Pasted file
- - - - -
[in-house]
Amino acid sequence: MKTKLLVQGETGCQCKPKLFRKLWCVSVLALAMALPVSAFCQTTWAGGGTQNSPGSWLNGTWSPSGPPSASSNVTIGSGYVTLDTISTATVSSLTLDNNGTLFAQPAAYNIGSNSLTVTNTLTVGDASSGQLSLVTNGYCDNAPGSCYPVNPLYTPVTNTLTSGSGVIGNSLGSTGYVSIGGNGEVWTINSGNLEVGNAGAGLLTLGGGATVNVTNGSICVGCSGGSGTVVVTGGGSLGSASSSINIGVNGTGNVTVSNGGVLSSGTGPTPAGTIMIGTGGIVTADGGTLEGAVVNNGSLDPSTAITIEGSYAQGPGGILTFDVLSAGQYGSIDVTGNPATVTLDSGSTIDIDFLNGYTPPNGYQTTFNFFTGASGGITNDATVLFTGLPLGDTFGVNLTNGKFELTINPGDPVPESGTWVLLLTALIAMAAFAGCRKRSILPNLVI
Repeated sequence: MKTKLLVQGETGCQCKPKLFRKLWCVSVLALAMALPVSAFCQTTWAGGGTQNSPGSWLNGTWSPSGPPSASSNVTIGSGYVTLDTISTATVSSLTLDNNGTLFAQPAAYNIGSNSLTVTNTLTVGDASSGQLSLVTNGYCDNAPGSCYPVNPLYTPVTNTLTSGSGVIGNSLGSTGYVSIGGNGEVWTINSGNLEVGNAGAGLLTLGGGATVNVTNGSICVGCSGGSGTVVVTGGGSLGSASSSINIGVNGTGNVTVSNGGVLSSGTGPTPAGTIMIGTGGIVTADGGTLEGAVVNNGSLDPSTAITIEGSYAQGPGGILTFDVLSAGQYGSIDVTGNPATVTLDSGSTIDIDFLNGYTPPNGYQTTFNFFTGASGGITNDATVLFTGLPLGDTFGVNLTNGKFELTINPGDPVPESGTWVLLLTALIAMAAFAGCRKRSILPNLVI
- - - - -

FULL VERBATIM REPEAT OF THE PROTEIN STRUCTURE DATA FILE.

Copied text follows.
[in-house]
Amino acid sequence: MKTKLLVQGETGCQCKPKLFRKLWCVSVLALAMALPVSAFCQTTWAGGGTQNSPGSWLNGTWSPSGPPSASSNVTIGSGYVTLDTISTATVSSLTLDNNGTLFAQPAAYNIGSNSLTVTNTLTVGDASSGQLSLVTNGYCDNAPGSCYPVNPLYTPVTNTLTSGSGVIGNSLGSTGYVSIGGNGEVWTINSGNLEVGNAGAGLLTLGGGATVNVTNGSICVGCSGGSGTVVVTGGGSLGSASSSINIGVNGTGNVTVSNGGVLSSGTGPTPAGTIMIGTGGIVTADGGTLEGAVVNNGSLDPSTAITIEGSYAQGPGGILTFDVLSAGQYGSIDVTGNPATVTLDSGSTIDIDFLNGYTPPNGYQTTFNFFTGASGGITNDATVLFTGLPLGDTFGVNLTNGKFELTINPGDPVPESGTWVLLLTALIAMAAFAGCRKRSILPNLVI
Repeated sequence: MKTKLLVQGETGCQCKPKLFRKLWCVSVLALAMALPVSAFCQTTWAGGGTQNSPGSWLNGTWSPSGPPSASSNVTIGSGYVTLDTISTATVSSLTLDNNGTLFAQPAAYNIGSNSLTVTNTLTVGDASSGQLSLVTNGYCDNAPGSCYPVNPLYTPVTNTLTSGSGVIGNSLGSTGYVSIGGNGEVWTINSGNLEVGNAGAGLLTLGGGATVNVTNGSICVGCSGGSGTVVVTGGGSLGSASSSINIGVNGTGNVTVSNGGVLSSGTGPTPAGTIMIGTGGIVTADGGTLEGAVVNNGSLDPSTAITIEGSYAQGPGGILTFDVLSAGQYGSIDVTGNPATVTLDSGSTIDIDFLNGYTPPNGYQTTFNFFTGASGGITNDATVLFTGLPLGDTFGVNLTNGKFELTINPGDPVPESGTWVLLLTALIAMAAFAGCRKRSILPNLVI